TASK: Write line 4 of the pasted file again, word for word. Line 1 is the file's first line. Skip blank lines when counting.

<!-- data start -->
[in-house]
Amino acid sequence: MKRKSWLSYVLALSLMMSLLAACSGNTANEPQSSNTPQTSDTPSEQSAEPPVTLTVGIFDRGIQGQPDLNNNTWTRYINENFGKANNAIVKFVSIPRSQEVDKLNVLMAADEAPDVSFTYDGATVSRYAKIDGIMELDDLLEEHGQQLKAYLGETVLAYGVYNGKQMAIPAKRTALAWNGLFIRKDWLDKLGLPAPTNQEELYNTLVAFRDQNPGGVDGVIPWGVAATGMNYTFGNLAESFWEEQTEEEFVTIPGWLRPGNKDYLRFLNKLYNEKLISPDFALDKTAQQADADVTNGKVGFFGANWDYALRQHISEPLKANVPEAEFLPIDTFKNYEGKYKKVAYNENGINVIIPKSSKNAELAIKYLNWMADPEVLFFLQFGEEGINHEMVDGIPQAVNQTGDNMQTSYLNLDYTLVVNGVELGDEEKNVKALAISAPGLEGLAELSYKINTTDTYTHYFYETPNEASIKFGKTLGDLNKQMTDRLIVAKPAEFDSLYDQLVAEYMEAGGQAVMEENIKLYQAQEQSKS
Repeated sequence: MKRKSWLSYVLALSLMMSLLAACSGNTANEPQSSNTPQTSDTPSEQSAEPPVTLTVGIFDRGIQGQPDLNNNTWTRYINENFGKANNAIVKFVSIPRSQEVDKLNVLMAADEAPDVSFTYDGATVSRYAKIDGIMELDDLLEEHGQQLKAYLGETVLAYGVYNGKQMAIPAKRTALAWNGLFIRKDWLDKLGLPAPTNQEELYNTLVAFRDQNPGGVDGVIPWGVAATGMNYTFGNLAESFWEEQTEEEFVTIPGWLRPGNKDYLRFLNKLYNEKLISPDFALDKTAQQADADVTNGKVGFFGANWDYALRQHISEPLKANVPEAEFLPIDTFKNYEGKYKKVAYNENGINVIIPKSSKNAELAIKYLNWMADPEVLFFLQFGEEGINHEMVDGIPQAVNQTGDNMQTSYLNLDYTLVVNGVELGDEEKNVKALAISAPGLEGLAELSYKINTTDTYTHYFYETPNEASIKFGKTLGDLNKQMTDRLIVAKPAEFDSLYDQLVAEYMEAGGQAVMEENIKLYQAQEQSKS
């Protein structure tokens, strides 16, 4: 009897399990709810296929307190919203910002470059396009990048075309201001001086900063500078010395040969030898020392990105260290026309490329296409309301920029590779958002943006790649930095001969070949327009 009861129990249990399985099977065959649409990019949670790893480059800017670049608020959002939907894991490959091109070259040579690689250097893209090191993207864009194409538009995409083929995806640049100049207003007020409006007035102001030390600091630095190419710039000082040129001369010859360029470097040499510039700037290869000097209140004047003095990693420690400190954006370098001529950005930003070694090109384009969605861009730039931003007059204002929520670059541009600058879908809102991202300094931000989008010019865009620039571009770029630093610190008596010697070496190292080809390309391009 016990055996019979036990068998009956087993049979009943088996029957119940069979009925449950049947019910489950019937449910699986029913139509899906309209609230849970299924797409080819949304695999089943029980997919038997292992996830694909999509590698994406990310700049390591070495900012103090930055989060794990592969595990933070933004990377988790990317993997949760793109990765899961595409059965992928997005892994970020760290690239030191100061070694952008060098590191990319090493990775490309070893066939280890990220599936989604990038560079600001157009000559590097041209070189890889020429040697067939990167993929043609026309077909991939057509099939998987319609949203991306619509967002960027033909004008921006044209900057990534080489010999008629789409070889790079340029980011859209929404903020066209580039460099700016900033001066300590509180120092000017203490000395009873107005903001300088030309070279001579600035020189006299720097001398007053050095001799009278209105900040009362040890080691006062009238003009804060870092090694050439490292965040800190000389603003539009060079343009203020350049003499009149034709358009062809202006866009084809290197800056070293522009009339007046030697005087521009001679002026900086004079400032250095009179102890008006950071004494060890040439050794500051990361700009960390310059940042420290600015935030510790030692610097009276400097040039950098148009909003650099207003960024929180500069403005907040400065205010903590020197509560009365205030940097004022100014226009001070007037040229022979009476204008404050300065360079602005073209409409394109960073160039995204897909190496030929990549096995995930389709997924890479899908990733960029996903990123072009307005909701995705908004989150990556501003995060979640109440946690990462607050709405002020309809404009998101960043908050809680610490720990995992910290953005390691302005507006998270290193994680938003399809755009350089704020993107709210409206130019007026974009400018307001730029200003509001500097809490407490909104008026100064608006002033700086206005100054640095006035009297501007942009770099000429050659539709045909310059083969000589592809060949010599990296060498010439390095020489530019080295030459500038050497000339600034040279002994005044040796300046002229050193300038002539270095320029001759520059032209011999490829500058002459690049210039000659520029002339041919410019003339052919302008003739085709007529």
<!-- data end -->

């Protein structure tokens, strides 16, 4: 009897399990709810296929307190919203910002470059396009990048075309201001001086900063500078010395040969030898020392990105260290026309490329296409309301920029590779958002943006790649930095001969070949327009 009861129990249990399985099977065959649409990019949670790893480059800017670049608020959002939907894991490959091109070259040579690689250097893209090191993207864009194409538009995409083929995806640049100049207003007020409006007035102001030390600091630095190419710039000082040129001369010859360029470097040499510039700037290869000097209140004047003095990693420690400190954006370098001529950005930003070694090109384009969605861009730039931003007059204002929520670059541009600058879908809102991202300094931000989008010019865009620039571009770029630093610190008596010697070496190292080809390309391009 016990055996019979036990068998009956087993049979009943088996029957119940069979009925449950049947019910489950019937449910699986029913139509899906309209609230849970299924797409080819949304695999089943029980997919038997292992996830694909999509590698994406990310700049390591070495900012103090930055989060794990592969595990933070933004990377988790990317993997949760793109990765899961595409059965992928997005892994970020760290690239030191100061070694952008060098590191990319090493990775490309070893066939280890990220599936989604990038560079600001157009000559590097041209070189890889020429040697067939990167993929043609026309077909991939057509099939998987319609949203991306619509967002960027033909004008921006044209900057990534080489010999008629789409070889790079340029980011859209929404903020066209580039460099700016900033001066300590509180120092000017203490000395009873107005903001300088030309070279001579600035020189006299720097001398007053050095001799009278209105900040009362040890080691006062009238003009804060870092090694050439490292965040800190000389603003539009060079343009203020350049003499009149034709358009062809202006866009084809290197800056070293522009009339007046030697005087521009001679002026900086004079400032250095009179102890008006950071004494060890040439050794500051990361700009960390310059940042420290600015935030510790030692610097009276400097040039950098148009909003650099207003960024929180500069403005907040400065205010903590020197509560009365205030940097004022100014226009001070007037040229022979009476204008404050300065360079602005073209409409394109960073160039995204897909190496030929990549096995995930389709997924890479899908990733960029996903990123072009307005909701995705908004989150990556501003995060979640109440946690990462607050709405002020309809404009998101960043908050809680610490720990995992910290953005390691302005507006998270290193994680938003399809755009350089704020993107709210409206130019007026974009400018307001730029200003509001500097809490407490909104008026100064608006002033700086206005100054640095006035009297501007942009770099000429050659539709045909310059083969000589592809060949010599990296060498010439390095020489530019080295030459500038050497000339600034040279002994005044040796300046002229050193300038002539270095320029001759520059032209011999490829500058002459690049210039000659520029002339041919410019003339052919302008003739085709007529």